Slider schmal Frau (Key Sujet)

Does Humanitarian Aid Prolong War?

Keynote Speech:

Bertrand Taithe Professor University of Manchester


Thomas Seifert Journalist, Wiener Zeitung

Panel members:

Günther Barnet Austrian Ministry of National Defence and Sports
Sabine Kampmueller Head of the Evaluation Unit, Doctors Without Borders (MSF), Austria
Bertrand Taithe Professor University of Manchester
Suzanna Tkalec Humanitarian Director of Caritas Internationalis

Both, the humanitarian space as well as humanitarian aid itself, have become increasingly threatened over the past decade. Still those attacks or threats towards humanitarian aid constitute just one aspect of the interface between NGOs’ activities and armed conflict. The aid-conflict interaction is a two-way process and is not limited to effects of conflict on humanitarian aid.

Recent year’s research shows that any project set in a conflict-prone region will inevitably have an impact on the peace and conflict environment – positive or negative, direct or indirect, intentional or unintentional. In the midst of conflict, humanitarian aid projects become part of the context and therefore have political, economic and social effects.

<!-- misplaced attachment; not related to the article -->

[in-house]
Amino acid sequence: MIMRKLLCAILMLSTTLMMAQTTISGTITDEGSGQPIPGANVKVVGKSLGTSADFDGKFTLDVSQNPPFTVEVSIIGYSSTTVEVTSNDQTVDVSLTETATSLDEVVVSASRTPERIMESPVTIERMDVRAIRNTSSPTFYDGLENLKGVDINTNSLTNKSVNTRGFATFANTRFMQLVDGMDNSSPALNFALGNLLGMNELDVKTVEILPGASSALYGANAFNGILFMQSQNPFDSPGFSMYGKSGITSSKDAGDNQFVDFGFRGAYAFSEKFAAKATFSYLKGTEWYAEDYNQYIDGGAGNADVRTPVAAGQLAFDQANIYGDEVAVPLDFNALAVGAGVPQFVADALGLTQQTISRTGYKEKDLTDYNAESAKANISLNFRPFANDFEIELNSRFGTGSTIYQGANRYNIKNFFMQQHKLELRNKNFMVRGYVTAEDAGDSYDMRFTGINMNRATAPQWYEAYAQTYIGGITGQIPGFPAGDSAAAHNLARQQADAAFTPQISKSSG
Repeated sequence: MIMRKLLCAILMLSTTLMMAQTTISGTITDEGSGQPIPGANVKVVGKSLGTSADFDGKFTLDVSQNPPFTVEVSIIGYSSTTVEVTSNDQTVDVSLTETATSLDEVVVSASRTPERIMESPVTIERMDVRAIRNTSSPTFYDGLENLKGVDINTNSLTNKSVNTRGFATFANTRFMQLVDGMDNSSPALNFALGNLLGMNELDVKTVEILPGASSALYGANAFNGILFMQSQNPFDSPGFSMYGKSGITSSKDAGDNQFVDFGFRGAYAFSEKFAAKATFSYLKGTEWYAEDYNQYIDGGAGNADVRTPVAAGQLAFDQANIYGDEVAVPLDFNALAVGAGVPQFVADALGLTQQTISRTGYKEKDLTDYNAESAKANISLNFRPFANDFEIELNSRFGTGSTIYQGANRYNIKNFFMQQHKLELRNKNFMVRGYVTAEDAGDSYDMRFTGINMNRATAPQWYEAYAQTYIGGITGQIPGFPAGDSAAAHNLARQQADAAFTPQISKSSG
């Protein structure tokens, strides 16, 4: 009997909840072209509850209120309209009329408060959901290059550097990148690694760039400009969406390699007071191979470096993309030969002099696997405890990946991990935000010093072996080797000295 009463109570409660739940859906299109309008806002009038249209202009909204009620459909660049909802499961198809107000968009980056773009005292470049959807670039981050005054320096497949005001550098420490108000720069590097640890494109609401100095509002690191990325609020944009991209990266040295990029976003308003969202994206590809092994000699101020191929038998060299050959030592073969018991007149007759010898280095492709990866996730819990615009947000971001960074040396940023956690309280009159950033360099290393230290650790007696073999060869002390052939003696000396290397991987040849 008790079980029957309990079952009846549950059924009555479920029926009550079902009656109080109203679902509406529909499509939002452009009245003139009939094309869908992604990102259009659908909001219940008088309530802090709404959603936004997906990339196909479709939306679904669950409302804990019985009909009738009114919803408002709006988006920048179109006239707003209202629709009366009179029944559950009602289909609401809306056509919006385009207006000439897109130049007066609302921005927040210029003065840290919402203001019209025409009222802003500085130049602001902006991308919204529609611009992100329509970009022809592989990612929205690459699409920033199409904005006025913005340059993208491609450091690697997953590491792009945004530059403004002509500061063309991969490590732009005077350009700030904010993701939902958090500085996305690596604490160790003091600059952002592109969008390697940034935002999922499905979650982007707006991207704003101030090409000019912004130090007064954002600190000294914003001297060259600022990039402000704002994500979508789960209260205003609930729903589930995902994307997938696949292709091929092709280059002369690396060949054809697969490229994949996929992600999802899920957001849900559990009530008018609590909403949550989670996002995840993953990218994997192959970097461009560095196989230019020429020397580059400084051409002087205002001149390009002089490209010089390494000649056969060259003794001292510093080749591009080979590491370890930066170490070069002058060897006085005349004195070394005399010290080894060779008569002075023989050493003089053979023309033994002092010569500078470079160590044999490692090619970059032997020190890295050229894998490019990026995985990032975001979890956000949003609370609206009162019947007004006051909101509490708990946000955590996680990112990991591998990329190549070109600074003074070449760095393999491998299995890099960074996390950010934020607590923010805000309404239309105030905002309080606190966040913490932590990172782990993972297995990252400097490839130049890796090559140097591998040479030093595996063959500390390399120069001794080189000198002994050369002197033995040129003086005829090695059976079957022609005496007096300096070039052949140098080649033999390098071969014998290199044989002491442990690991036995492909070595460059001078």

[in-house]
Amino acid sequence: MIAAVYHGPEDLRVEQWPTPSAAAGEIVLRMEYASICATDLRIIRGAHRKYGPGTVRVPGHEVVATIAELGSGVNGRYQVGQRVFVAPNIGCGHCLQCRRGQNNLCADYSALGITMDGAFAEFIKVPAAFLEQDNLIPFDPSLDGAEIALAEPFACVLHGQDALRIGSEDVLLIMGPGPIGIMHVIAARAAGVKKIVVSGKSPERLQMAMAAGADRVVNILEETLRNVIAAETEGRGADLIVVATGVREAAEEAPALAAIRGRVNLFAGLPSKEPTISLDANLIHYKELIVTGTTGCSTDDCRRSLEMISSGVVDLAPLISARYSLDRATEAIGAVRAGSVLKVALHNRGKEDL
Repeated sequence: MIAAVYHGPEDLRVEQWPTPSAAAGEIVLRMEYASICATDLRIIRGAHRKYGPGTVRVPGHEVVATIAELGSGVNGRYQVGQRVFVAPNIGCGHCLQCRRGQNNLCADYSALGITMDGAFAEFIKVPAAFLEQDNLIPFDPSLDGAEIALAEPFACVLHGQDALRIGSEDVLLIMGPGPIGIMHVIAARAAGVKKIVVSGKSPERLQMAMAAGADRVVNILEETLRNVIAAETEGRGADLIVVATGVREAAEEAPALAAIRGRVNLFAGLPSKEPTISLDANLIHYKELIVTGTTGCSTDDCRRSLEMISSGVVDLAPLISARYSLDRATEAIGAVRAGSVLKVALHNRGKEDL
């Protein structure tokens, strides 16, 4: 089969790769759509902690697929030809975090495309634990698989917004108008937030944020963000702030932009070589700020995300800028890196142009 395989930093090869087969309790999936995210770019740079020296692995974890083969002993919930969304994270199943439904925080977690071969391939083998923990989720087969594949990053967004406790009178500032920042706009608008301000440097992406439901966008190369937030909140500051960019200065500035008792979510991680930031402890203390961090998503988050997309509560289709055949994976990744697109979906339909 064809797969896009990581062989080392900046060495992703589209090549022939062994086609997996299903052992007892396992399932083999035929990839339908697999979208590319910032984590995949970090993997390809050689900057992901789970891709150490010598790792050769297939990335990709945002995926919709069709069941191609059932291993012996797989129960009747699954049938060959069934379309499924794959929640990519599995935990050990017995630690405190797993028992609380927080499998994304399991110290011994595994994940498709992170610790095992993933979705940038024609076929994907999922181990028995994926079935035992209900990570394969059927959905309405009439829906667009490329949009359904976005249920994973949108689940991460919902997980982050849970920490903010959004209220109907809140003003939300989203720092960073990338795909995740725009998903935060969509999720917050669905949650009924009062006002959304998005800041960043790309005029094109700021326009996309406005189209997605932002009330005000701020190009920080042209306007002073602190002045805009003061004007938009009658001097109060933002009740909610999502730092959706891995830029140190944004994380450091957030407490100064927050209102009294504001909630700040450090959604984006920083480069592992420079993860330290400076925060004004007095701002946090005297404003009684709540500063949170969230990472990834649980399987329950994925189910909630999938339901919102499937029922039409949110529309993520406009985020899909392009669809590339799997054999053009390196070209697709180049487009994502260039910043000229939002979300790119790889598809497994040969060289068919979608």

The nature of negative impact may be sought in the legitimising or de-legitimising effects a project may have on parties to the conflict. Or taking a more tangible example: All humanitarian aid interventions involve the transfer of resources. If diverted by warring parties, these resources can aggravate or prolong an armed conflict. Research also shows that the interactions between aid and conflict are rarely simple, usually complex and context-specific. And what has to be considered: Compared to other actors, NGOs and their activities have limited potential to influence the dynamics of a conflict.

The panel will shed light on the different aspects and causes of potential negative effects of humanitarian aid on armed conflict. Central to the discussion will be questions: how to avoid or anticipate negative effects?”